Last Saturday, we celebrated Son#2’s graduation from High School. As I faced that last week, I marked down the milestones that I knew I would never face again: last school lunch, last day of carpool, etc… It was a bittersweet moment as I watched my son take the stage to receive his diploma. My baby has grown up. I remembered his first weeks in High School and wondered where the time went. But just as I look back at those moments and wish I could hold on to them for just a moment more, I look forward to the future and am eager to see where he will go.

One week later, I found myself at the funeral for a family friend. The gentleman was in his 70’s and had lived a full and happy life with a family who cared for him greatly. And though his final years were faced with the debilitating effects of Alzheimer’s I was touched by the legacy of love and hope he left his family. This legacy will continue on through his children and grandchildren.

In our family, it has become a tradition to place an unlit candle on the side of the cake. It represents the hope for the coming year. As I placed the candle on the cake this year, I was reminded of both the graduation and the funeral. Both events while on opposite ends of the spectrum were celebrations of the past, with the eye to the future.

I’m hoping things will settle down here for a while and we can catch our breath. But if they don’t, I know we’ll be okay. I’ve seen the past and I have tremendous hope for the future.

Suzanne Santillan

Writing on the Sidewalk

 

 

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My son's steel wool photography.

My son’s steel wool photography

This past weekend I attended my nephew’s high school graduation. His private all-boys school promotes a strong work ethic and places a great emphasis on service. Sitting there, listening to snippets of the amazing achievements and important service projects completed, it was easy to believe that each of the 295 graduating boys was going to go out and do good in the world. It was clearly expected that each boy has already – and will continue to – make a positive difference. It was a message I needed to hear.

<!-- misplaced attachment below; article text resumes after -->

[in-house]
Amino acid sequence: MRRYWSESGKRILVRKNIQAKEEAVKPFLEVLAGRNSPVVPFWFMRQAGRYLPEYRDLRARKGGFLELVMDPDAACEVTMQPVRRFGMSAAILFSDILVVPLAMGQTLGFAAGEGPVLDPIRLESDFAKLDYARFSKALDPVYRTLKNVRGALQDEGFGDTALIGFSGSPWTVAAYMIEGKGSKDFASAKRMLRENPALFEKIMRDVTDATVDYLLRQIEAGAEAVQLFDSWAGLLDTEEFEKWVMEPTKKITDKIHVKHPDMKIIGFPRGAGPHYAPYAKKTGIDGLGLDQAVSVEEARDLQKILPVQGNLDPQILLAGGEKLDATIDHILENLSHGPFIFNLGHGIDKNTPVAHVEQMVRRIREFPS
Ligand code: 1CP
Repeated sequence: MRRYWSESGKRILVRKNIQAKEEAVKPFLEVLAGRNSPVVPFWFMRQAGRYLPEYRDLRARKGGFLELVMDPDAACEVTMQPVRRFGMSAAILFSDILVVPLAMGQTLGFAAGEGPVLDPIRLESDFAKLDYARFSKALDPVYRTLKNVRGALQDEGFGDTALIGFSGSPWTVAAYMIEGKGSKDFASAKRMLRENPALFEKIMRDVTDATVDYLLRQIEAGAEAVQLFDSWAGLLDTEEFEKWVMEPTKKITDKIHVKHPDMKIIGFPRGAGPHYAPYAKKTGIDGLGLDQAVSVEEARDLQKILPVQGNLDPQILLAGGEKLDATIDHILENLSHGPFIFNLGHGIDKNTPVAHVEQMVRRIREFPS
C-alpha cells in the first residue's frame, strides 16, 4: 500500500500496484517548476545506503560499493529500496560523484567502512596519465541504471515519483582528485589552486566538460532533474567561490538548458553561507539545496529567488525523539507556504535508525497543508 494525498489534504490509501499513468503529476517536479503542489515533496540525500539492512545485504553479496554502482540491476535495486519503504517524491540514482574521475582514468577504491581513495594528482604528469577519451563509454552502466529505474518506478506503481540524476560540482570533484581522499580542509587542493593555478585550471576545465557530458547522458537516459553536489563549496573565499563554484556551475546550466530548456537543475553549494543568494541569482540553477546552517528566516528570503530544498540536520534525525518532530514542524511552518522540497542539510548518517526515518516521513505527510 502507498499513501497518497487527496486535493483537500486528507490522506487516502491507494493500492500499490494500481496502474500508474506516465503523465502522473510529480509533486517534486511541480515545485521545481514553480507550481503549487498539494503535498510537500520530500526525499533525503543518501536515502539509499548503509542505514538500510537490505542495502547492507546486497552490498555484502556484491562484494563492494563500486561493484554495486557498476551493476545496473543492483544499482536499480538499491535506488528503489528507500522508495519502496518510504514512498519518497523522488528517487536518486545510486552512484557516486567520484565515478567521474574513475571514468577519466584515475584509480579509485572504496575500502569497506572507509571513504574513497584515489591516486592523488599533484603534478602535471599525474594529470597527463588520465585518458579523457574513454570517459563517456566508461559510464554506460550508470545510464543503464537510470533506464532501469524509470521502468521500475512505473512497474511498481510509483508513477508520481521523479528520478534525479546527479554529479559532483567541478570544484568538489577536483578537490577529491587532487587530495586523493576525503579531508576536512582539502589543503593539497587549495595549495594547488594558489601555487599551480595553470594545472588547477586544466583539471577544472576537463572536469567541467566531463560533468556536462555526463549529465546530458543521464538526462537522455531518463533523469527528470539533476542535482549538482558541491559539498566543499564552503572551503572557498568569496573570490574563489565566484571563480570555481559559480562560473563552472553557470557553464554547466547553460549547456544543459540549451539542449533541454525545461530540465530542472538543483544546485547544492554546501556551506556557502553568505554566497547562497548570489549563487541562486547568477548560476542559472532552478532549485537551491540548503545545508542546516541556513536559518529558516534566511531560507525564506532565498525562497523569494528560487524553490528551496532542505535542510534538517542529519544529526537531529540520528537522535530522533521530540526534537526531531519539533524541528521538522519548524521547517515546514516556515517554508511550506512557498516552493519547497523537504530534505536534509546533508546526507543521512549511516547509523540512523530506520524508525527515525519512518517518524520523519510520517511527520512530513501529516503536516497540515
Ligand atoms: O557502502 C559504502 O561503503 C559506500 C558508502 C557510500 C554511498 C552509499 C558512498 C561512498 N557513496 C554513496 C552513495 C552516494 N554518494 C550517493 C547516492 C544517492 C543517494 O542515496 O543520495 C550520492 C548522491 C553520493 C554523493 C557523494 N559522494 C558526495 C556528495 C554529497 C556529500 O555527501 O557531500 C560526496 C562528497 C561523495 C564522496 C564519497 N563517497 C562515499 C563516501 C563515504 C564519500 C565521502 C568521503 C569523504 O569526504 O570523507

Because, while I was sitting in this ceremony, celebrating the shining wonder of these boys, I was reeling from the news of the drive-by shootings and rampage near Santa Barbara – an event that hit way too close to home. My beautiful, amazing, strong – and blonde – daughter lives in the neighborhood where this tragedy took place. She heard it unfold from start to finish. Before this, she had no idea what a gun shot sounds like. She does now. 

This mentally ill young man said some pretty horrible things about young women – with a focus on blondes – in a very public way. His comments have understandably and rightly promoted a heated reaction. Even though he was clearly unhinged and unwell, there is still a lot of hurt wrapped up in this ugliness. It has brought to light – again – the fact that there is a lot of fear and mistrust between the sexes. 

It’s terrifying to think my daughter and her friends were exactly the kind of girls that this troubled and broken young man thought he hated. And it makes me incredibly sad that they experienced this violence. Because a close call is enough to change you. It shifts your perspective. It makes the world look different. Less shiny.

But, at the same time, I have faith in these girls to make something good come out of the darkness. These are girls who have already stood up for themselves this year even though it wasn’t the easy thing to do. And I have faith in the good young men I know too. The ones that know women are more than their bodies. More than something to conquer and possess. 

We have to look to the light. 

 Sarah Tomp

WRITING ON THE SIDEWALK

 

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Hello Dahlings!

For those of you new to the blog, each year on the Saturday before Mother’s Day I gather with the women of our family for a lunch at a winery. I have lovingly named my mother and her sister’s “The Gabor’s” based on their talk of husband’s, beauty tips, and advice.  There’s a saying in our family “When wine goes in… secrets come out” and each year The Gabor’s prove this adage correct. Don’t get me wrong, they never get drunk (it’s not seemly to look less than your best in public), but I find that a glass or two of wine sure does lower their inhibitions.